# Billiards problem

1. Dec 9, 2003

### zekester

Good pool players say that it is possible to strike a cue ball with the cue stick held horizontal to the table ina a way that the ball does not slide. If the cue ball has a radius R, a mass M and is struck a distance H above the centerline, find H for this circumstance to occur.

I'm not really sure where to start. Any hints?

2. Dec 9, 2003

### NateTG

The idea is that the pool ball should be rotating at a speed that makes the surface of the ball move at the same speed relative to the center of the ball as the table is moving. That way the ball will not slip.

You could start by figuring out the ratio of rotational and linear speeds as a function of H.

3. Dec 10, 2003

### zekester

that makes sense but i still can't quite figure it out.

4. Dec 10, 2003

### Staff: Mentor

Consider a force (F) exerted at some height (h) from the table. That force exerts a torque about the center of mass, causing an angular acceleration; it also causes a translational acceleration. Write the dynamical equations: Torque = I &alpha; & F = ma.

Solve those two equations subject to the condition for rolling without slipping: acm = r &alpha; .

5. Dec 10, 2003

### formulajoe

so H is the moment arm of the torque correct? but the force involved in the torque comes from the mass and acceleration of the cue stick which is not given.

i dont quite understand that equation for torque. what is the I and where does the alpha come from? i thought torque was moment arm times force.

6. Dec 10, 2003

### formulajoe

i was just playin with the symbols, and i was just curious if i stumbled onto the correct answer.
i started with F = MA, and A = alpha/R. so F = M*alpha/R. than torque = F * moment arm, which is also H. and F = torque / H. so torque / H = m*alpha/R.
solving for H, I got H = torque * R/M*alpha.

7. Dec 10, 2003

### formulajoe

i played around with torque = I * alpha and F = ma.
i made F = ma, into F = m(alpha*R) and solved for alpha. which ended up being alpha = F/m*R
i plugged that into the torque equation.
torque = I *(F/m*R). torque = F*H
so F*H = I * (F/m*R)
solving for H, i get H = I/m*R
and I = m*r^2 so H = m*r^2/mr, so h = R. according to that, the ball must be struck right on the top for the no slip condition to be present initially. am i correct?

8. Dec 10, 2003

### NateTG

I don't think so. The correct answer will be in the form:
$$H=kR$$
where k is a dimensionle ss constant.

Let's say that the momentum transfer occurs at a single point on the ball at height H.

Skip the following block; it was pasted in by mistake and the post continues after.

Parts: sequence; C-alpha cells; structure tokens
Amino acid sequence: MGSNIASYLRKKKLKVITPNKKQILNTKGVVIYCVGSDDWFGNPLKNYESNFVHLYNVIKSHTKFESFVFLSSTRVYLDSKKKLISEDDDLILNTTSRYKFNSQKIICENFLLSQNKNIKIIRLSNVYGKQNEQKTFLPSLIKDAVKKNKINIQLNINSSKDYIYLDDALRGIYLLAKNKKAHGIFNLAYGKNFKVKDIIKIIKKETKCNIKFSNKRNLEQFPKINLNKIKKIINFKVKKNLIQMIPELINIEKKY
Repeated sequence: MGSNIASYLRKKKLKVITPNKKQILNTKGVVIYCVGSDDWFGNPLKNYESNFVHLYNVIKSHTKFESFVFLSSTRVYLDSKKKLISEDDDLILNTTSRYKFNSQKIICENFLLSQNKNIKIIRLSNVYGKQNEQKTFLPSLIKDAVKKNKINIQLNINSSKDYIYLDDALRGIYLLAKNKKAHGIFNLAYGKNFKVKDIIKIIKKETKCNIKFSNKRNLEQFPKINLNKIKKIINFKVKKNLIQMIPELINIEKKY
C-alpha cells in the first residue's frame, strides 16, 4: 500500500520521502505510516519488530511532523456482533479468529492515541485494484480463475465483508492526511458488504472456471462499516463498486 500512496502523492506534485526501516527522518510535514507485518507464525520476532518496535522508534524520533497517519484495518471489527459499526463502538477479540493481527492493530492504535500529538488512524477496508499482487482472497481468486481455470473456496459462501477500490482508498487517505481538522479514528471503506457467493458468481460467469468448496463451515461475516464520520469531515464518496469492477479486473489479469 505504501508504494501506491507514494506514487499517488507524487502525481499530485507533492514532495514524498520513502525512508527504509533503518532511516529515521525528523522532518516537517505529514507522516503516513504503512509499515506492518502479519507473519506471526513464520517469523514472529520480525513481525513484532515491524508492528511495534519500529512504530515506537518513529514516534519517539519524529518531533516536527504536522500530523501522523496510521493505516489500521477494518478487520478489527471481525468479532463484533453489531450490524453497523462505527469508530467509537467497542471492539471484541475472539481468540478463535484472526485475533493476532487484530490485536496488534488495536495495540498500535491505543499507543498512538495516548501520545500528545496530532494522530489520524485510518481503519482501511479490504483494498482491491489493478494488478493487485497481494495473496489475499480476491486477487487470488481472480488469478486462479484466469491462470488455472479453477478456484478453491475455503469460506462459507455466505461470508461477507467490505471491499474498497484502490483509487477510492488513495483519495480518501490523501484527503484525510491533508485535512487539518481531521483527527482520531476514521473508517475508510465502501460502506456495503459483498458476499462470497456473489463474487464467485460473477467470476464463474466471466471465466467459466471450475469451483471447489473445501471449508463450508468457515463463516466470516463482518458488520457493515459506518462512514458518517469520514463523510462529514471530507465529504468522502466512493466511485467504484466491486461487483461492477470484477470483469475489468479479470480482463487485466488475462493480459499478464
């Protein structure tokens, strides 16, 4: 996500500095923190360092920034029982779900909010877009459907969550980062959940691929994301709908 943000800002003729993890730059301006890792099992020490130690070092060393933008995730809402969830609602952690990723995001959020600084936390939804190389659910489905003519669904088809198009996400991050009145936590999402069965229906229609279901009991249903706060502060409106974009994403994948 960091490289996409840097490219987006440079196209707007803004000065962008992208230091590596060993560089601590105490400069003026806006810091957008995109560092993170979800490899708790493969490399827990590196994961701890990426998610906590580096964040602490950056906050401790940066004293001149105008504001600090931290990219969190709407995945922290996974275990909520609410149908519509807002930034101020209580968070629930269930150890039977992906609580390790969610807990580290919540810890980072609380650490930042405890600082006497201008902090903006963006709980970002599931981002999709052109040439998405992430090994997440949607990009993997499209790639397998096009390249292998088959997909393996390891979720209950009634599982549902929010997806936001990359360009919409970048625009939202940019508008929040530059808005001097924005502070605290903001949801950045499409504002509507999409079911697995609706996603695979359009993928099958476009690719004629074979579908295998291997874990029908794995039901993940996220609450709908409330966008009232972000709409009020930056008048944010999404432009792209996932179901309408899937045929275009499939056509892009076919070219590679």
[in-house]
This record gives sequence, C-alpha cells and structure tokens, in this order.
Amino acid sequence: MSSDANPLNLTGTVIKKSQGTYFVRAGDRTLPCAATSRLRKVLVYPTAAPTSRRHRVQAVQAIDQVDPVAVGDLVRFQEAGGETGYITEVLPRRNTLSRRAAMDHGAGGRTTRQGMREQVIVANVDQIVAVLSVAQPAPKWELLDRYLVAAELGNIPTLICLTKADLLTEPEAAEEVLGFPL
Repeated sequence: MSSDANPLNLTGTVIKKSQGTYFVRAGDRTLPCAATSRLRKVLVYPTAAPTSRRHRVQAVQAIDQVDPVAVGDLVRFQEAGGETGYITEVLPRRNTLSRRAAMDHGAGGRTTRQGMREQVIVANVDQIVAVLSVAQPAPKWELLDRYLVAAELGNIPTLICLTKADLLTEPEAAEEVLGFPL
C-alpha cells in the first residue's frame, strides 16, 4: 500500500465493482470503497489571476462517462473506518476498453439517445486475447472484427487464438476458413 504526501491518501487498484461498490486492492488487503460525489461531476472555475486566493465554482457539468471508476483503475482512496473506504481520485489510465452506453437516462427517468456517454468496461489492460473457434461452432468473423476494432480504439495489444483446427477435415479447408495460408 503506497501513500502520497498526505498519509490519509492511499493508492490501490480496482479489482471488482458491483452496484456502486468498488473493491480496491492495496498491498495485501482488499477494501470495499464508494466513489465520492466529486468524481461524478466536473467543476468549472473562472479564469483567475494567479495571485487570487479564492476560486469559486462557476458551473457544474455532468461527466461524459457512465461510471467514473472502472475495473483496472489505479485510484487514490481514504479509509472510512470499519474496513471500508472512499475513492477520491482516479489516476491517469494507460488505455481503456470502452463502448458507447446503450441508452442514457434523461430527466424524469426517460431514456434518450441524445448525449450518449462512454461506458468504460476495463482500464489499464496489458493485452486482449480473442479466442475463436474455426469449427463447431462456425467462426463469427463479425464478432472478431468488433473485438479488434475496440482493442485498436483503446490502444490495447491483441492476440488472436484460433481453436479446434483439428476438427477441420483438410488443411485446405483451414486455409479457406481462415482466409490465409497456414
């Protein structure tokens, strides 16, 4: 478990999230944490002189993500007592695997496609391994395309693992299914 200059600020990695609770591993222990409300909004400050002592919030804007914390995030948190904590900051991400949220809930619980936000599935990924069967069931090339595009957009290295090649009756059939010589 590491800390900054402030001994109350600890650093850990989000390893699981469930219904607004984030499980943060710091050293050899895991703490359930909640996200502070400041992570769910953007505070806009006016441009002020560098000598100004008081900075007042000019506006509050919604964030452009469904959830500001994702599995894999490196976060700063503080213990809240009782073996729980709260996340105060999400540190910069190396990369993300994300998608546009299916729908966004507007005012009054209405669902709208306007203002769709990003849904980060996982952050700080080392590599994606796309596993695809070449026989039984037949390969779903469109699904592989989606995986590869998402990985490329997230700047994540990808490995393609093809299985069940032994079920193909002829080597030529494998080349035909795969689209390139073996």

Then we have the following:
$$L=MVH$$
from the impact, and
$$L=I\omega=I\frac{V}{R}=\frac{2}{5}MR^2\frac{V}{R}=\frac{2}{5}MRV$$
from the no slip condition.
which now we can solve for H and get:
$$H=\frac{2}{5}R$$

9. Dec 10, 2003

### formulajoe

what is L = MVH? ive never seen anything like that before.

10. Dec 10, 2003

### NateTG

Sorry, I thought it simplified nicely, but I guess it doesnt.

Let's say that
1. The pool cue has mass $$m$$ and velocity $$v$$
and
2. The pool cue is at rest after the colision.

Now:
Conservation of linear momentum gives:
$$mv=MV$$
and conservation of angular momentum gives
$$L=mvH$$
since
$$mv=MV$$
we have
$$L=MVH$$

11. Dec 10, 2003

### formulajoe

ohhh, okay. we never covered angular momentum.

12. Dec 10, 2003

### Staff: Mentor

You guys are all over the map. It's got nothing to do with conservation of momentum. (Doesn't anyone listen to me? )

Considering torque about center of mass:

F(H-R) = I &alpha; = 2/5 MR2 &alpha;

But, F = Ma
And, since a = R &alpha;, &alpha; = F/(MR)

So,
F(H-R) = 2/5 MR2 F/(MR)

H = 7/5 R

13. Dec 10, 2003

### formulajoe

why is it H-R?

14. Dec 10, 2003

### Staff: Mentor

We are finding torque about the center of the ball, which is at height R. So, the moment arm is H-R.

15. Dec 10, 2003

### NateTG

Whatever. We came up with the same answer.

16. Dec 10, 2003

### StephenPrivitera

Hi, I'm trying to understand what's going on here.
When you write F=Ma, a is the acceleration of the center of mass. When you write F=I &alpha;=I a/R, a is the linear acceleration of a point at a distance R from the axis of rotation (as if the ball were not moving at all). So these are not the same, are they? They total linear acceleration of a point in contact with the surface should be the difference between these two. No?

Doesn't the magnitude of the force matter?

Last edited: Dec 10, 2003
17. Dec 11, 2003

### jamesrc

Yes, the total linear acceleration of a point in contact with the surface is the difference between these two; it is 0. Since the ball is not slipping, it must be pivoting about the point where it contacts the floor (the relative velocity between the point of contact of the ball and the pool table is 0). The center of mass is "point at a distance R from the axis of rotation." Does that help?

18. Dec 11, 2003

### Staff: Mentor

Re: Re: Billiards problem

D'oh! You are absolutely right. (I didn't realize that H was measured from the center.) Sorry, NateTQ and formulajoe.

19. Dec 11, 2003

### StephenPrivitera

So its acceleration relative to the table is zero. And since the initial velocity of that point was zero, at all successive instants, the point in contact with the surface should be at rest relative to the table. And thus no slipping because slipping would imply movement relative to the table. Yeah, I think I get it now.